The snow Womble by Elizabeth Beresford
Ill. by Nick Price. Bloomsbury, 2012. ISBN 9781408834244
(Age: 3-7) Picture book, Environment, Christmas. Elizabeth Beresford died in 2010, and her famously inventive and ground breaking stories about the Wombles are now being reprinted. The Wombles, conceived initially to clean up Wimbledon Common, first appeared in 1968 when environmental themes in children's literature were sparse. A television series followed and the Wombles became very well known in the United Kingdom with a song that most people can sing or at least hum. With their theme, 'make good use of bad rubbish' they proved to be a herald of good behavour.
In this book, The snow Womble, first published in 1975, only a hint is given of the original intent of the series of books. When the Wombles emerge from their burrows on a very wintry morning, the whole of the common is under snow and so very white and very clean. The young Wombles decide that they do not need to tidy up today so take some time off. Three decide to build a snow Womble, but while Bungo builds the model, Orinoco sleeps and Tamsk snowboards. The finished product is made to look like Great Uncle Bulgaria so that when Tamsk snowboards down the hills he calls out to uncle to move, which of course, he does not. The inevitable happens, and several valuable lessons learnt, especially when Great Uncle Bulgaria emerges from his burrow to hear the little Wombles talking about him.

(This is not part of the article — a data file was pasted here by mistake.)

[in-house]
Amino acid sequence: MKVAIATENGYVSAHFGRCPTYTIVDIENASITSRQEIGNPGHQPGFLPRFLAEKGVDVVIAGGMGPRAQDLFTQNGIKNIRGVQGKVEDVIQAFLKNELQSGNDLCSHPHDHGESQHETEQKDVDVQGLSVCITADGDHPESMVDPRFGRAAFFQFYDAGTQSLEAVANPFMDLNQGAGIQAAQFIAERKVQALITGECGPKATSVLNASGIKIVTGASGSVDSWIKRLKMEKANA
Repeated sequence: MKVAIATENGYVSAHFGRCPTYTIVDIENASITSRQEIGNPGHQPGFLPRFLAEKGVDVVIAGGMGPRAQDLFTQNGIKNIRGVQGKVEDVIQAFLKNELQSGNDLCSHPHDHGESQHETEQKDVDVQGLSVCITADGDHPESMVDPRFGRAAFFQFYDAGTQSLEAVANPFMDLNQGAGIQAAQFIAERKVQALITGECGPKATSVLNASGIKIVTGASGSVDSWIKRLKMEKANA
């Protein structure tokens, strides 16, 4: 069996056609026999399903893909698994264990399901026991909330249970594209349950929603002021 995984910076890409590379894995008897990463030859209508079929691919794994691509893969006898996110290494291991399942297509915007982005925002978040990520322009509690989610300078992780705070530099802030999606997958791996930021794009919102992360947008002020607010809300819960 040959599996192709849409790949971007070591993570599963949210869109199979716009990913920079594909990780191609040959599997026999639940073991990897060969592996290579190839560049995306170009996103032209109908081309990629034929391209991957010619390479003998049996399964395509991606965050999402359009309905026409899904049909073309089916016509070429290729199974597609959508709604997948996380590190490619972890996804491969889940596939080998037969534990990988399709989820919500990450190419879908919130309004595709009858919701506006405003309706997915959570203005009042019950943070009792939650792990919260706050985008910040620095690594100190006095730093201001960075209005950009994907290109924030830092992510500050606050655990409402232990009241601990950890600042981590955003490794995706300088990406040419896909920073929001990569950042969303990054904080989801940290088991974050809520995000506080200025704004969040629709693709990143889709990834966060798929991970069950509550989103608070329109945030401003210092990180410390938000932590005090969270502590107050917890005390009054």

At the end of this fun filled book is a sheet of stickers for kids to use, showing each of the Wombles.